This is total BS. First of all, "Roddenberry's Trek," TOS, featured entire planets with populations of billions wiped out ("The Changeling"), human political leaders committing genocide ("The Conscience of the King," arguably "Patterns of Force"), Starfleet officers committing crimes out of corruption and vengeance ("Court-martial," "The Omega Glory") or expressing open bigotry ("Balance of Terror"), human miners nearly exterminating an entire alien race out of xenophobia and ignorance ("The Devil in the Dark"), and so on. There was plenty of darkness and violence and conflict there. Of course there was conflict everywhere -- stories are about conflict. There's no story if nothing bad happens. Roddenberry understood that when he made TOS, before he bought into his own reputation as a philosopher and visionary and forgot how to be a good writer. TOS was not a utopian vision. True, it showed a future where humanity had survived the nuclear era and overcome racism, both of which seemed remarkably utopian by 1960s standards, but it was still a future populated by fallible human beings and profound dangers.

And that leads into the second point, which is that it's completely wrong to define the word "dystopia" as "a story where bad stuff happens." The word specifically refers to a society whose own policies, mistakes, or corruption are directly responsible for the bad stuff that happens. 1984, Soylent Green, Brazil, The Matrix -- these are dystopias, worlds where the populace suffers due to society's policies or as a consequence of society's disastrous mistakes. But something like, say, The War of the Worlds or When Worlds Collide or Independence Day is not a dystopia, because it isn't the government or the society that's responsible for the problems, but an external threat.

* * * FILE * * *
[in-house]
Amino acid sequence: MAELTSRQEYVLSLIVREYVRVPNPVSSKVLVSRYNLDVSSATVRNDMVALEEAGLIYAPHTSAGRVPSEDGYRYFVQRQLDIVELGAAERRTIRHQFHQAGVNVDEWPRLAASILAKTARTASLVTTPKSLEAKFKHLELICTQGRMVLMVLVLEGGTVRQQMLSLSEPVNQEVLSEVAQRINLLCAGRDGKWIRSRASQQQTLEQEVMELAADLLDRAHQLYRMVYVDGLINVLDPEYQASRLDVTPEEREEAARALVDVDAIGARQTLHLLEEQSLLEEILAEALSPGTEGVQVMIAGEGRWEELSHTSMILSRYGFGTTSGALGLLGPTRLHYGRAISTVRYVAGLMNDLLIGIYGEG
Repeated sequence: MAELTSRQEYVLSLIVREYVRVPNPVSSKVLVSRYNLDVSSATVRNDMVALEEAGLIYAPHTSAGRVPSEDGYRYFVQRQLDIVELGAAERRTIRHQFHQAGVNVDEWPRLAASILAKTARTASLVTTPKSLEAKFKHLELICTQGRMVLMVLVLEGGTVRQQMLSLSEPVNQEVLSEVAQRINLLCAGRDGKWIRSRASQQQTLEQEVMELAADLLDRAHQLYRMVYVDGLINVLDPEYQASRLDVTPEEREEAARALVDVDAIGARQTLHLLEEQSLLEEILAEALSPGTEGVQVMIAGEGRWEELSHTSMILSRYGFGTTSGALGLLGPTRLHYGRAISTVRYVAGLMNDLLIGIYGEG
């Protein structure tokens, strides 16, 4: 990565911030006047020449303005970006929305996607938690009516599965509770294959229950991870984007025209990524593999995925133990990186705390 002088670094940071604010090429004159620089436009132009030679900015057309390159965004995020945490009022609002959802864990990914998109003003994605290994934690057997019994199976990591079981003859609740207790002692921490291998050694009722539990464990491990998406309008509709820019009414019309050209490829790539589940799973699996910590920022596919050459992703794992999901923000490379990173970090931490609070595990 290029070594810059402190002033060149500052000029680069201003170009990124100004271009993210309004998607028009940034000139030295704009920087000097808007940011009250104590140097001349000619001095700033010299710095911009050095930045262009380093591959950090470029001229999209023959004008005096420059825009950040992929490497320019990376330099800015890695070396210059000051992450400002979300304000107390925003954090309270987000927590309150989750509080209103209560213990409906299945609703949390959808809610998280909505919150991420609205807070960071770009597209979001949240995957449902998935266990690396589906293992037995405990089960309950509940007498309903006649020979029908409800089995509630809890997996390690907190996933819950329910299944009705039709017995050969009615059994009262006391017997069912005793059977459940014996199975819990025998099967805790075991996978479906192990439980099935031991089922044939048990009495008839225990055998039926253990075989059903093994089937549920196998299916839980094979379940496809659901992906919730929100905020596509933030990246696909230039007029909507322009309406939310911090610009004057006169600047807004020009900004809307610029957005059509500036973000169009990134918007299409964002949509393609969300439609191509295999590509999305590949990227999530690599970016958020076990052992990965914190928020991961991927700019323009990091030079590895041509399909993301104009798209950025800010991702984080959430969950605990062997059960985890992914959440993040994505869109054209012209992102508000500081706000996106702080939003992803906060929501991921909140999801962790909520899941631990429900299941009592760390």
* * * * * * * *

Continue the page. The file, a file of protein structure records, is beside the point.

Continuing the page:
Conversely, a utopian future isn't one where nothing bad ever happens -- it's one where the society is better, where its policies are just and enlightened and provide plenty and happiness for all. But utopian societies can be threatened or suffer calamity, and that's where the story comes from.

horatio83 April 28 2013 10:32 PM

Re: Let's get back to Roddenberry's trek
 
Good post. You basically admit in the end that TOS is an utopia despite having denied it earlier and I agree. I think if utopia is a better world without cynicism and with the desire to become even better we can apply the term onto Trek.
When Kodos is killing half the population on Tarsus IV it is not normal and it doesn't make people despair but actually inspires one young kid to become a Starfleet captain and fight against this stuff from occurring. Doesn't mean it won't happen again but it doesn't mean that it ever becomes normal in this fictional world either.
And this old trick from "The Devil In the Dark" which you mentioned, showing people messing seriously up but changing before it is too late, and which is also used in TUC and FC is IMO paradigmatic of Trek's approach to utopia. It is in the literal sense a non-existing place, something which you never reach but constantly strive for even and especially when you messed up.